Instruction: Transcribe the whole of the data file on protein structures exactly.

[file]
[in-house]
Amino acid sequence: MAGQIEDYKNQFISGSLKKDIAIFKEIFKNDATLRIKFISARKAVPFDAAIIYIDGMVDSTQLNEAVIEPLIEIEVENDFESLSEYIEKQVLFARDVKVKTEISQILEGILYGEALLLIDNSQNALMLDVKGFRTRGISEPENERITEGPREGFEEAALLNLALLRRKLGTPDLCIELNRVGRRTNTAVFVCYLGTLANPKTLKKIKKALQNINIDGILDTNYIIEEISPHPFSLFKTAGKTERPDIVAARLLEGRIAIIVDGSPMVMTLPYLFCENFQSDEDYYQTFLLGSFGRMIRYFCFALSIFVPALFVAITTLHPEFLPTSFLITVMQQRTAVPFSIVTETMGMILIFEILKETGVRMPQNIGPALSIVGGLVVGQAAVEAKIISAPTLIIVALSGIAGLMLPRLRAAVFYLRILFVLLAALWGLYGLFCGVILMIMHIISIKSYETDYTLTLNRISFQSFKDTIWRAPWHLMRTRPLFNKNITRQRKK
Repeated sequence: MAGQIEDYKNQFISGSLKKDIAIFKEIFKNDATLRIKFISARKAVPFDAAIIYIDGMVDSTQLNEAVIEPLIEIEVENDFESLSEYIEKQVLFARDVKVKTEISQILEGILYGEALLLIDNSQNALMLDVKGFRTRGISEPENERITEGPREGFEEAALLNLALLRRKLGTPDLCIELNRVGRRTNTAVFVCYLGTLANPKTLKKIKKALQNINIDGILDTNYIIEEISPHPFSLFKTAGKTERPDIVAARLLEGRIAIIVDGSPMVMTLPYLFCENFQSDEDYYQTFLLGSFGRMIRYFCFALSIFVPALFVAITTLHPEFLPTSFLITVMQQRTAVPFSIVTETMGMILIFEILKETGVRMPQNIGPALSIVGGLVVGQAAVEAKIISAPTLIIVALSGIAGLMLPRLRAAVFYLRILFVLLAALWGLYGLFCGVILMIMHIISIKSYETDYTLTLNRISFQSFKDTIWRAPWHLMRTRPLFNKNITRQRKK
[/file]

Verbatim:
[in-house]
Amino acid sequence: MAGQIEDYKNQFISGSLKKDIAIFKEIFKNDATLRIKFISARKAVPFDAAIIYIDGMVDSTQLNEAVIEPLIEIEVENDFESLSEYIEKQVLFARDVKVKTEISQILEGILYGEALLLIDNSQNALMLDVKGFRTRGISEPENERITEGPREGFEEAALLNLALLRRKLGTPDLCIELNRVGRRTNTAVFVCYLGTLANPKTLKKIKKALQNINIDGILDTNYIIEEISPHPFSLFKTAGKTERPDIVAARLLEGRIAIIVDGSPMVMTLPYLFCENFQSDEDYYQTFLLGSFGRMIRYFCFALSIFVPALFVAITTLHPEFLPTSFLITVMQQRTAVPFSIVTETMGMILIFEILKETGVRMPQNIGPALSIVGGLVVGQAAVEAKIISAPTLIIVALSGIAGLMLPRLRAAVFYLRILFVLLAALWGLYGLFCGVILMIMHIISIKSYETDYTLTLNRISFQSFKDTIWRAPWHLMRTRPLFNKNITRQRKK
Repeated sequence: MAGQIEDYKNQFISGSLKKDIAIFKEIFKNDATLRIKFISARKAVPFDAAIIYIDGMVDSTQLNEAVIEPLIEIEVENDFESLSEYIEKQVLFARDVKVKTEISQILEGILYGEALLLIDNSQNALMLDVKGFRTRGISEPENERITEGPREGFEEAALLNLALLRRKLGTPDLCIELNRVGRRTNTAVFVCYLGTLANPKTLKKIKKALQNINIDGILDTNYIIEEISPHPFSLFKTAGKTERPDIVAARLLEGRIAIIVDGSPMVMTLPYLFCENFQSDEDYYQTFLLGSFGRMIRYFCFALSIFVPALFVAITTLHPEFLPTSFLITVMQQRTAVPFSIVTETMGMILIFEILKETGVRMPQNIGPALSIVGGLVVGQAAVEAKIISAPTLIIVALSGIAGLMLPRLRAAVFYLRILFVLLAALWGLYGLFCGVILMIMHIISIKSYETDYTLTLNRISFQSFKDTIWRAPWHLMRTRPLFNKNITRQRKK